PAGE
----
They accept me, a 56 year old senior pastor with a week's worth of scruffy beard who does not always get their jokes. They love to pray (not so much sing). And they really love to eat (I think I gained 5 pound just watching them eat!). I look forward to seeing them go off to college, find vocation direction, discover relationships and use their gifts in the body of Christ. The horizon looks great!
Thursday, April 02, 2009
Sacramento: Loaves & Fishes + Tent City
Our day began at Sacramento's "Loaves And Fishes" agency for the homeless. Donna Trumbo from Bayside South Covenant church connected us to this vibrant relief agency in the industrial corridor of Sacramento. We were met by an energetic nun, whose order supplies the noon meal for the 1st Thursday of every month. The boys, Mike, Lisa and I were stationed at various areas to serve meals to 391 people today (down from the normal 700)
After lunch the associate director Garrin took us on a walking tour of Sacramento's "tent city" just across the tracks from "Loaves and Fishes". There we met Christine, who lives in the tent behind her with her husband. She is disabled and barely walks to Loaves and Fishes to volunteer each day. Garrin told Christine that they found an electric wheelchair for her to get back and forth from her tent to the center. She was so excited to have mobility.
Not wanting to be "tourists" we walked the perimeter of one of the "cities" in clear view of the capitol. It was moving to all of us to see hundreds of tents, unlike any campground we ever visited. One of the boys said that what troubled him most was that this was a scene he expected to see in foreign countries, but not here at home. Again, we were moved to see Christians with compassion serving the poor with dignity and grace and trying to provide avenues out of homelessness and poverty.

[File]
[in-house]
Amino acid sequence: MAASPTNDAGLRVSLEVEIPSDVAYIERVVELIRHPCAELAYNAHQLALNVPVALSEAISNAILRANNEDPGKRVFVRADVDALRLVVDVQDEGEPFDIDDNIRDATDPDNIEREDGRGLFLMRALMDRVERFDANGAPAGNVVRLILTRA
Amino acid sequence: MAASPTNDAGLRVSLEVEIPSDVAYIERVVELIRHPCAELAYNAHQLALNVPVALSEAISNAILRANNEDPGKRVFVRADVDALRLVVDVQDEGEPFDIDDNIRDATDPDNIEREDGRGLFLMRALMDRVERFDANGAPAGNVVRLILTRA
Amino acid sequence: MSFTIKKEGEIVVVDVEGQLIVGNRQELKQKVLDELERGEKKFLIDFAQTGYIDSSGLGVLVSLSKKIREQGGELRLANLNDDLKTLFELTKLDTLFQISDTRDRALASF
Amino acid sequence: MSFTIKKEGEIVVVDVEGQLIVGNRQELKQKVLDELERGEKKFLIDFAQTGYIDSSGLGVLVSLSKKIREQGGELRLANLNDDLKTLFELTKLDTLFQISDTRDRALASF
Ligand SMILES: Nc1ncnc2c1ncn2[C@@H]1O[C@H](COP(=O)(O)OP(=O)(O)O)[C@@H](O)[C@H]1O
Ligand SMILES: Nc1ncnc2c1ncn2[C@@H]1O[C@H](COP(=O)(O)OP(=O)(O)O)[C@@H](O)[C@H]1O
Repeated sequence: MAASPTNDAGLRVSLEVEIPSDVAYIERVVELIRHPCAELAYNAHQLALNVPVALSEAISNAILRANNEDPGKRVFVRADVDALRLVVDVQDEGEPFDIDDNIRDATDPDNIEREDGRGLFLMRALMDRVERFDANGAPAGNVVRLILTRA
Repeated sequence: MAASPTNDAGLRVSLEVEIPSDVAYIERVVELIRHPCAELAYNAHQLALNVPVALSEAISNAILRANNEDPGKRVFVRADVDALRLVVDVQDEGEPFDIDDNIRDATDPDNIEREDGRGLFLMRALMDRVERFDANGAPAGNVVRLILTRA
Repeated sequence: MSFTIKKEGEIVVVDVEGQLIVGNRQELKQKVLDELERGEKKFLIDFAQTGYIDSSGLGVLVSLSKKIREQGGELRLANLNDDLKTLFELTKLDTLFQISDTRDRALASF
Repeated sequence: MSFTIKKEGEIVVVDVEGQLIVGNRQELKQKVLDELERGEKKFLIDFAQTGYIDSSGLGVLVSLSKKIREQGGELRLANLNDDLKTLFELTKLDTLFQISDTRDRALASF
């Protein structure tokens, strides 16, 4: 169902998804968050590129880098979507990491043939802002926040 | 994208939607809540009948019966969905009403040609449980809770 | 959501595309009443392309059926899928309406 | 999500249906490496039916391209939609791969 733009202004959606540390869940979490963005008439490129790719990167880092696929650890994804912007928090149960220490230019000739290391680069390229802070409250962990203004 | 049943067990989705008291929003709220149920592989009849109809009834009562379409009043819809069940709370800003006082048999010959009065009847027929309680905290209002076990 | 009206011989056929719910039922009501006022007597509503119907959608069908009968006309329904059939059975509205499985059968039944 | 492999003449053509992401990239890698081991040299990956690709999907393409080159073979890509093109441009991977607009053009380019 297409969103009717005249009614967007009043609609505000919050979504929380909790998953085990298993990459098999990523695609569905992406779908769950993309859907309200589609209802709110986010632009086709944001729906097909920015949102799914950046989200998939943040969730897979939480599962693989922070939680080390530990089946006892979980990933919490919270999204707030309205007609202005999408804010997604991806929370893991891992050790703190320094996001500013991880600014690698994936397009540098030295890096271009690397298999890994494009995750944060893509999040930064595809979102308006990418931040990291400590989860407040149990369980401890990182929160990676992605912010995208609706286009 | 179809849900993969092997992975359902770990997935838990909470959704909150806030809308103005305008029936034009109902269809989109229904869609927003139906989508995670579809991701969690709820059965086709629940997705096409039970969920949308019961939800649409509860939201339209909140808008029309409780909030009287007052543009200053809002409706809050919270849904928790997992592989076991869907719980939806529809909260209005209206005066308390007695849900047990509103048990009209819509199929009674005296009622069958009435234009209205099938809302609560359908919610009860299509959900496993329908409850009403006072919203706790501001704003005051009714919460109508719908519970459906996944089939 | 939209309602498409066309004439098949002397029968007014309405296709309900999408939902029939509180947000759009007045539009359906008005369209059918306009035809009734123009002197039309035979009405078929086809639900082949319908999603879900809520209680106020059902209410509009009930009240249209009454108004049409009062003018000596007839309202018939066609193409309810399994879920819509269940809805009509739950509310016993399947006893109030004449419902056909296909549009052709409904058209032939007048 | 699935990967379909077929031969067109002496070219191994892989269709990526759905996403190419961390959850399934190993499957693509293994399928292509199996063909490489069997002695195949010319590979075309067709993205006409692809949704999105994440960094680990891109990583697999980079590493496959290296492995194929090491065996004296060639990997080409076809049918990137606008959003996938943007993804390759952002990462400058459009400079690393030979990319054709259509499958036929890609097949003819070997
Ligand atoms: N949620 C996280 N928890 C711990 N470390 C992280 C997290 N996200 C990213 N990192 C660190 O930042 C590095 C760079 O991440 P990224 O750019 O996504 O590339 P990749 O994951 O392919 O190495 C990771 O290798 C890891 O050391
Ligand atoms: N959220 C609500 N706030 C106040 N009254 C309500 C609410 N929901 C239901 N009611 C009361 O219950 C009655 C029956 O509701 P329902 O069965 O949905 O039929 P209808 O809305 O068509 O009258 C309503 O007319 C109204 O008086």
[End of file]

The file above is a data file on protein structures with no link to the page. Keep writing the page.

Now the boys are outside the church playing a rousing game of four-square with lots of noise. Dinner later after they have a chance to burn off some steam.
Wednesday, April 01, 2009
Wednesday was spent in San Francisco courtesy of the Westmont Urban Center House. There we learned about Not For Sale, the new initiative to stop the trafficking of human slavery. The numbers are downright scary! 27 million world-wide and 2-3 million in the USA. Our guys were moved and challenged about what that means to them. We walked Haight Street across infamous Ashbury to a Thai restaurant. Then we hung out at Pier 39 and crossed the Golden Gate for the picture below.
Now we are getting settled down at Marin Covenant Church, to prepare for our trip to Sacramento tomorrow to feed the hungry.
A Tribute to Beauty
Traveling with four high school young men, a dad and our Student Ministries director in one suburban since Saturday is a definite challenge for introverted old me. I'm learning new meanings of personal space and tolerance. I'm sure the students are seeing a new dimension to their senior pastor, sitting in the van, staring out the window or playing 20 question games with them.
But one side benefit of this adventure is the appreciation of California's beauty. Los Angeles has the hum of a bee-hive in full swing. The streets and highways buzz with energy. The drive south to San Diego showed off the beauty of the ocean and the dry, rolling, stone studded hills that undulate around the city. It certainly helped that we had a beautiful location at the Gwinn home. The drive north yesterday on the 5, back through Los Angeles, Annaheim and Disney Land, then up the long grade of the grape vine and down into the dry grazing lands of Harris Ranch and into the salad bowl of lettuce, onions and strawberrys. But the high redwoods of Mission Springs silenced a lot of our noisy restlessness as we walked through the tree sanctuary. "The heavens are telling...."